Thanks to China's booming economy, more Chinese can afford gourmet tea these days, and Ye Huabin says his business is on the rise. Once a tea farmer in Fujian province, Ye now runs two tea shops in Beijing.
The group of eight assembles every Sunday morning, risking arrest.
On a Sunday morning in June, they filed into a tiny, windowless underground apartment in Beijing to attend a Christian church service in the second little room to the left of the front door. Pastor He Xian spent the next two hours leading his small flock in hymns and delivering a sermon as congregants sat attentively on plastic folding chairs about four feet away.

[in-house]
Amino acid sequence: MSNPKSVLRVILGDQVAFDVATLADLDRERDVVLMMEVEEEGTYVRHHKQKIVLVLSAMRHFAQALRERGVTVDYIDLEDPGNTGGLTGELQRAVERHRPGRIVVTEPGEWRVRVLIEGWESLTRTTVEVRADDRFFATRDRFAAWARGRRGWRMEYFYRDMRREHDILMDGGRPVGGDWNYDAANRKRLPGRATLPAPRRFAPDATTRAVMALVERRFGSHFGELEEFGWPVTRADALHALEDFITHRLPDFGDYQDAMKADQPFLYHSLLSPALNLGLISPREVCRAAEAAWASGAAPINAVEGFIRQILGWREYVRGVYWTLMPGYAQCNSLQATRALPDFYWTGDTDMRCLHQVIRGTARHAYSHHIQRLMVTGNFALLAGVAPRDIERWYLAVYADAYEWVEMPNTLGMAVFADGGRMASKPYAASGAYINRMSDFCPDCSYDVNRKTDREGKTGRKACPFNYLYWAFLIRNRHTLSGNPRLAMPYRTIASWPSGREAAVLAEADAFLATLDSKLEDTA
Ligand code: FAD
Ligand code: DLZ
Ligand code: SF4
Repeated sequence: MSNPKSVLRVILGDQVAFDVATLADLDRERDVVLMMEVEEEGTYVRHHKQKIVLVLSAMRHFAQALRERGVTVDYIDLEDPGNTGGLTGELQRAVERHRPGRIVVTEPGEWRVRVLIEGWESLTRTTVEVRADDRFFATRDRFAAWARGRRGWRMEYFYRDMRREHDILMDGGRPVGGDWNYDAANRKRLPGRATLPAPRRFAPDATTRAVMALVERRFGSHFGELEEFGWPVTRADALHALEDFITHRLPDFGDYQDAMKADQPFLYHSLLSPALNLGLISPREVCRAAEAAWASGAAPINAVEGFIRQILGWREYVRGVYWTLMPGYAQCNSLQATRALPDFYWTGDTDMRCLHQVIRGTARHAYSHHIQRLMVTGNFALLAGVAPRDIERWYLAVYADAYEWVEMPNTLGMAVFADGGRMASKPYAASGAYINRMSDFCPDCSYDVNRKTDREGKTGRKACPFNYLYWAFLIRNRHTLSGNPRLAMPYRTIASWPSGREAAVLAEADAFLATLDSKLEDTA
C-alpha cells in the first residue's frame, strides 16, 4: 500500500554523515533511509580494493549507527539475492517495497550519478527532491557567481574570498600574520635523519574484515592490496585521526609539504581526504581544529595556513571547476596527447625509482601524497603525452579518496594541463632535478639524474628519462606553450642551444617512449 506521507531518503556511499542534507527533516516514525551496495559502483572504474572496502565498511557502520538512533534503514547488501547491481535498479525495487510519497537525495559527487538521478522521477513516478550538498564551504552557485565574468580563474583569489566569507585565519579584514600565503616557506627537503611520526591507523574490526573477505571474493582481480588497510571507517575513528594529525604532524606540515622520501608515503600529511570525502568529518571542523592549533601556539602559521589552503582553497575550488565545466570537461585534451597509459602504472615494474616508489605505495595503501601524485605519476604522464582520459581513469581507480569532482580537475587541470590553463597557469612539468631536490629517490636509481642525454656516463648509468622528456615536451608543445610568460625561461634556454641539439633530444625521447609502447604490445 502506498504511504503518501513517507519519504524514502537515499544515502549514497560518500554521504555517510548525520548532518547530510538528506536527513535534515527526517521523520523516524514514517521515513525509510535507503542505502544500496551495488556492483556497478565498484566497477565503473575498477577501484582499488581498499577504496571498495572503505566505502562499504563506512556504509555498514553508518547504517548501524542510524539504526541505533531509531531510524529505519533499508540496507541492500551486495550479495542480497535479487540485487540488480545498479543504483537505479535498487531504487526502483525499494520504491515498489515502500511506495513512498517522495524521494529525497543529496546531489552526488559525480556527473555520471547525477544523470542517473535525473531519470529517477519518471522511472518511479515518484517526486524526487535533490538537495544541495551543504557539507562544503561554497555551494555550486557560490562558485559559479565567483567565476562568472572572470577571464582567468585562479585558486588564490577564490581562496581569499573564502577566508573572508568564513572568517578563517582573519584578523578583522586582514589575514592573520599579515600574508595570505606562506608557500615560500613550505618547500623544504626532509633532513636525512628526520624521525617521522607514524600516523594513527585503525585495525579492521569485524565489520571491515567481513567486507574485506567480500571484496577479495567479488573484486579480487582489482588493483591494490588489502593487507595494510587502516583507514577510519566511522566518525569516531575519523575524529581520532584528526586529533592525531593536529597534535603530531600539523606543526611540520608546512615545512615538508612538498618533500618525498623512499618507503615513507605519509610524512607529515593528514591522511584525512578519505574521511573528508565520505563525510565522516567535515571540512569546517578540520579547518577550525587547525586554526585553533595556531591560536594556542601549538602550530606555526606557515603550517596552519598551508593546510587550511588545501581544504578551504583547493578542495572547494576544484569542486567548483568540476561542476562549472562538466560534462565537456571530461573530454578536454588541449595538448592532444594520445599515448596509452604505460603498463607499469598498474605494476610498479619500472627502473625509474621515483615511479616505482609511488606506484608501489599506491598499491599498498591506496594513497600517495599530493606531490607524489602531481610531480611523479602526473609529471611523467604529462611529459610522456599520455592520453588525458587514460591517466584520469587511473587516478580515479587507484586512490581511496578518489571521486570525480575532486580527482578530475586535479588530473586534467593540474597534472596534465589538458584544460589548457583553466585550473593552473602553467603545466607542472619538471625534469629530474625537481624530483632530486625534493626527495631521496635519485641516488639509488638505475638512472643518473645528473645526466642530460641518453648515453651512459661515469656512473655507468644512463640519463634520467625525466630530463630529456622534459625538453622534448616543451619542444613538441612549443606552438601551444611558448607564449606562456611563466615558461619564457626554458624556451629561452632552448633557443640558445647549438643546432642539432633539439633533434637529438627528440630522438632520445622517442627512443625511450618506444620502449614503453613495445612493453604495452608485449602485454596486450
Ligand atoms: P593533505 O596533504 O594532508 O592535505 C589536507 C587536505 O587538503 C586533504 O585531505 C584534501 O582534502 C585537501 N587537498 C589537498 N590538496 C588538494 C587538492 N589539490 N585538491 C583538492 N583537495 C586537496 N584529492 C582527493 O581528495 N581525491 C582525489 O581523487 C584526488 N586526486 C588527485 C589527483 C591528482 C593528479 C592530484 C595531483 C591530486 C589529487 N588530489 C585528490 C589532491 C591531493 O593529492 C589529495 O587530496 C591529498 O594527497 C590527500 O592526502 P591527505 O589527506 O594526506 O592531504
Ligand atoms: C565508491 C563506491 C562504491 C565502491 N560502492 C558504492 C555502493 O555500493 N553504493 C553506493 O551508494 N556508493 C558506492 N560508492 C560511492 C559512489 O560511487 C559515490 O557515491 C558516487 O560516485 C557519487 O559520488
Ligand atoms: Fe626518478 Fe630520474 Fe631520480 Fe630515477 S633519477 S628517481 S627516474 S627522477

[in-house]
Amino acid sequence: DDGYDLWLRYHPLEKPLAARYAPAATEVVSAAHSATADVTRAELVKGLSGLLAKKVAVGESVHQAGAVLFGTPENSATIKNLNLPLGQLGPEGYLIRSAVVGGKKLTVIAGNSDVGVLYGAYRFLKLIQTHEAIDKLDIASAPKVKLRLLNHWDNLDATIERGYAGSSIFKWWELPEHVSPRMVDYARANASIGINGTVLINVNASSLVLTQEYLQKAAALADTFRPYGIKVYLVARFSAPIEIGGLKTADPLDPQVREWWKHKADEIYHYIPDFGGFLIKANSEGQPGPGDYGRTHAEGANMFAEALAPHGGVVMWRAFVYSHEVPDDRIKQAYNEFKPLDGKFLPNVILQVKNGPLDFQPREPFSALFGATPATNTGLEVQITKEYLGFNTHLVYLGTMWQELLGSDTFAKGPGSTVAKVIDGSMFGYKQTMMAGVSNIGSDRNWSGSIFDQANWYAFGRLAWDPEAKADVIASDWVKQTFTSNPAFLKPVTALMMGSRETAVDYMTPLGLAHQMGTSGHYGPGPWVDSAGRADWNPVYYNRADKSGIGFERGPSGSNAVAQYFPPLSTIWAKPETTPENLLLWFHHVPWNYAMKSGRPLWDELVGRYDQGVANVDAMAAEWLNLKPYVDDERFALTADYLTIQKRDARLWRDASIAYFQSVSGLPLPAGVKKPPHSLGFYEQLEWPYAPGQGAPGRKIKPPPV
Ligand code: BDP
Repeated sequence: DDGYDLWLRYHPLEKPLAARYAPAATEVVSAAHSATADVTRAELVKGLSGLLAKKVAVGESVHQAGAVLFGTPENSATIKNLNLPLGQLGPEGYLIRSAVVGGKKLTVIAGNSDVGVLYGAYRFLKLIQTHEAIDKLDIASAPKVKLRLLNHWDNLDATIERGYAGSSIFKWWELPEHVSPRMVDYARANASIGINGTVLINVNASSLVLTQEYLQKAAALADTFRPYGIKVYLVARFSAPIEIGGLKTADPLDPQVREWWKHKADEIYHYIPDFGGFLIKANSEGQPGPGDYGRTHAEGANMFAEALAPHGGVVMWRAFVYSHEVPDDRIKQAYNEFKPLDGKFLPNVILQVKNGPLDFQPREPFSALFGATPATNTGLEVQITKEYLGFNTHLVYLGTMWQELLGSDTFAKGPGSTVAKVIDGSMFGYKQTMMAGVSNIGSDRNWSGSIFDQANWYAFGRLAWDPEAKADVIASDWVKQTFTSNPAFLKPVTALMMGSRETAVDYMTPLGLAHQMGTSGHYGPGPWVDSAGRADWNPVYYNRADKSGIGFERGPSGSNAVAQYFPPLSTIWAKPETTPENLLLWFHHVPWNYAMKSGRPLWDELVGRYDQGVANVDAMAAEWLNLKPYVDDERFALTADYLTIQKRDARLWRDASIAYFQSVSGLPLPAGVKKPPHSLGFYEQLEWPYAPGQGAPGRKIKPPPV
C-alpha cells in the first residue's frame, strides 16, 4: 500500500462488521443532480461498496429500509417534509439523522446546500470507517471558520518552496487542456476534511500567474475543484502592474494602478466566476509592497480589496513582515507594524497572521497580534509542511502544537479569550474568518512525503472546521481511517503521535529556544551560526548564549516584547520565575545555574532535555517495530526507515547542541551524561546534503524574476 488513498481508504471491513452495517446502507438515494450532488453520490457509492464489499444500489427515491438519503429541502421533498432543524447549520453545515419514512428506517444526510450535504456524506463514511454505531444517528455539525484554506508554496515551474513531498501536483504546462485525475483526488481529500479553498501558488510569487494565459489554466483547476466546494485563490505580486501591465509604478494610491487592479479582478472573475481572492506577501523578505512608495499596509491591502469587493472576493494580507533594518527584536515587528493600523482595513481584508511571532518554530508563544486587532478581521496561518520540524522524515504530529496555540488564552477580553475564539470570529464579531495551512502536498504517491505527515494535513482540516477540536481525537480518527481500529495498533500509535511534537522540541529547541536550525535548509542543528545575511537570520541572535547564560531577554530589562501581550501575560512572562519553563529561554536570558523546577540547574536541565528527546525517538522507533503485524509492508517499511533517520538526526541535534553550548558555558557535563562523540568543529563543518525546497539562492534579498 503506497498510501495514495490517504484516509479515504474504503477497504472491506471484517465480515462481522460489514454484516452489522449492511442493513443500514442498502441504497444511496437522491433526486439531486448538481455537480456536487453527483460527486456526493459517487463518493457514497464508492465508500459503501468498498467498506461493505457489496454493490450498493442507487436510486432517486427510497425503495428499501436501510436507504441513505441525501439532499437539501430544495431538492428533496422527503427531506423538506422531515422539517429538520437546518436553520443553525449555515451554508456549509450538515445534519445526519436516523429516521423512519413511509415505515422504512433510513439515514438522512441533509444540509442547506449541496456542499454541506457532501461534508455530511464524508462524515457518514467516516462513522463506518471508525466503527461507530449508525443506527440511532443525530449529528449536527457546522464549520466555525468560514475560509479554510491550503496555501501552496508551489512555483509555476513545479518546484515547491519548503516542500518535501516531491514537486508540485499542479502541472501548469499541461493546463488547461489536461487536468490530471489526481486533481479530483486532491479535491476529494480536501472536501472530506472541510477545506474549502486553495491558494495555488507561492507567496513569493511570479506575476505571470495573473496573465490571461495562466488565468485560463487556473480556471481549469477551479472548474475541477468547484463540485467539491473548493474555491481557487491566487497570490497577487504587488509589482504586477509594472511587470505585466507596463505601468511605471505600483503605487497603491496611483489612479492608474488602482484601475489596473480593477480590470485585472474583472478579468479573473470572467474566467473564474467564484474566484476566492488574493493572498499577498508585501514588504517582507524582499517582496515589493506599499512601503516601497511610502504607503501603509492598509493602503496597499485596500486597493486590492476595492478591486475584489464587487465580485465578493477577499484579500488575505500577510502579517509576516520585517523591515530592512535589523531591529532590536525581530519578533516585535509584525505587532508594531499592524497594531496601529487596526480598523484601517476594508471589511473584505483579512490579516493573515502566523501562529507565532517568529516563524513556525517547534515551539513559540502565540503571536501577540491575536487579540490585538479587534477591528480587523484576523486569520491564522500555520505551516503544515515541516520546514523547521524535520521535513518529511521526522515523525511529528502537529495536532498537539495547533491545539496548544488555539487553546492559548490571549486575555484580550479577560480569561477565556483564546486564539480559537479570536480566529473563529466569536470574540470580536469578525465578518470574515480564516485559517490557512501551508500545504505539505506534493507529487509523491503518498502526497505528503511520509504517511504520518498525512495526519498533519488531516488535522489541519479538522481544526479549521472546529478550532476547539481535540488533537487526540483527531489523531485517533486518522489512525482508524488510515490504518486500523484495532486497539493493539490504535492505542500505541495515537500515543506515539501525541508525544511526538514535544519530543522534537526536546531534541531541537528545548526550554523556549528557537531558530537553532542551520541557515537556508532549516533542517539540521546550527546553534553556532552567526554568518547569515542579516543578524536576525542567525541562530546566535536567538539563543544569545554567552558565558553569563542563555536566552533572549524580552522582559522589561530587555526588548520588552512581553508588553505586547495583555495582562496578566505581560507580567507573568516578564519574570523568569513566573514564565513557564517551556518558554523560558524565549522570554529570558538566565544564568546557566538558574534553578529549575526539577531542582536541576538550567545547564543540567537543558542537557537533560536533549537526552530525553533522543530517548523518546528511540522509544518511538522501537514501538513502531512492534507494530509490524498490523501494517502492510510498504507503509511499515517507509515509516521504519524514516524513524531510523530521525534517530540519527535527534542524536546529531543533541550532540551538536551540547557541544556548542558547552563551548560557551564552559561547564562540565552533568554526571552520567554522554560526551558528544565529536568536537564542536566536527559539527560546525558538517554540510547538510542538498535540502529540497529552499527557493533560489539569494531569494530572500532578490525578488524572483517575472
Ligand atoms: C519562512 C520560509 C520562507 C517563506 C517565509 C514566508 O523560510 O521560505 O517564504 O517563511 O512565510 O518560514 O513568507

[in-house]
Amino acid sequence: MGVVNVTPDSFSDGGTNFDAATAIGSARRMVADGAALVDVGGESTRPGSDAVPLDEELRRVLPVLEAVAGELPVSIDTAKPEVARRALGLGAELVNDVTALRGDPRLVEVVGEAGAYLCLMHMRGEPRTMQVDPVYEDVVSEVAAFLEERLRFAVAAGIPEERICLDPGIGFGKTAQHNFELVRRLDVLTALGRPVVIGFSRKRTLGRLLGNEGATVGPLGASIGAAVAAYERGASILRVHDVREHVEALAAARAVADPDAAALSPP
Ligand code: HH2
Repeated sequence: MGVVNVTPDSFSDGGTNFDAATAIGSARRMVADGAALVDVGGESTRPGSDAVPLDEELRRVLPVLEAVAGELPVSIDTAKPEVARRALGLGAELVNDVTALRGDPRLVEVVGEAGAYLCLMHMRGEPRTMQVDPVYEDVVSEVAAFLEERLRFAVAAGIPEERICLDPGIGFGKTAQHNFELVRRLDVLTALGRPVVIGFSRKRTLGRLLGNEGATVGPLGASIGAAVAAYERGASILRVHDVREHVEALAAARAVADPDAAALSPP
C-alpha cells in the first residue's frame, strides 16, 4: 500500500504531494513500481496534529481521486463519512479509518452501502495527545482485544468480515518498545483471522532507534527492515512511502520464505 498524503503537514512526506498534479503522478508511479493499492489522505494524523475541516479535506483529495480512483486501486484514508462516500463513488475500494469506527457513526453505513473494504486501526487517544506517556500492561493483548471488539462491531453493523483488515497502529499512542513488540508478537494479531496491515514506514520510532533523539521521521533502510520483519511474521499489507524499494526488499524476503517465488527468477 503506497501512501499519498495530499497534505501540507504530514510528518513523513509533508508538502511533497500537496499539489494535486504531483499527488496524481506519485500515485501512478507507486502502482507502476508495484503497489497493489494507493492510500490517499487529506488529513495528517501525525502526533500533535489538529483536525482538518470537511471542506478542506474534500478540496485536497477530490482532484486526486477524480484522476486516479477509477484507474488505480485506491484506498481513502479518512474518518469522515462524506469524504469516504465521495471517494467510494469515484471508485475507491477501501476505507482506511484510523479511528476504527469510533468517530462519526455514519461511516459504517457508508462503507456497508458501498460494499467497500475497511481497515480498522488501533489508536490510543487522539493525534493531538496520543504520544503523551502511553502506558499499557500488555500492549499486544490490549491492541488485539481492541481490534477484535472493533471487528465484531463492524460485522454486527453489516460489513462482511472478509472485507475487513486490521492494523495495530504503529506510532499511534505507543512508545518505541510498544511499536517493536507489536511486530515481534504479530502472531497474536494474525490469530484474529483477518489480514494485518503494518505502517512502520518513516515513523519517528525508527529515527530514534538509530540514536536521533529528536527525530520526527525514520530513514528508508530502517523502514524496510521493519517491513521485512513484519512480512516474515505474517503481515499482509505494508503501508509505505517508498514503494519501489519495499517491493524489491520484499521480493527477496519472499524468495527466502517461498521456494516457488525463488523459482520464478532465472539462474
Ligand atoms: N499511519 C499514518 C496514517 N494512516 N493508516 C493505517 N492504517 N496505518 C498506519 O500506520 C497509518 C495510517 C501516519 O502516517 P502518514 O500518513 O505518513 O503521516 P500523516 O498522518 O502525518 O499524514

“You don’t need that,” Xian taxi driver Chang Xumin remarked sharply, as I reached for my passenger seatbelt. “It’s very safe, really.” He apparently took offense at the thought that I might need a seatbelt in his cab, but the prospect of riding beltless in Chinese traffic persuaded me to buckle up anyway. Chang clucked a few times and sped off, narrowly missing an old woman who was slowly crossing the street.
Huang Tonxi says the stroke he suffered 22 years ago left half his
body paralyzed. Today the 72-year-old moves almost like a ballet dancer
as he practices tai chi ball, a variation of the ancient Chinese form of self-defense, tai chi. Huang moves in circles practicing the routines he claims helped him regain mobility after his illness. His eyes, as in a trance, follow the ball that dances on the racquet. He sustains the movements for more than 15 minutes, at times slowing down only to execute yet another swirling circle.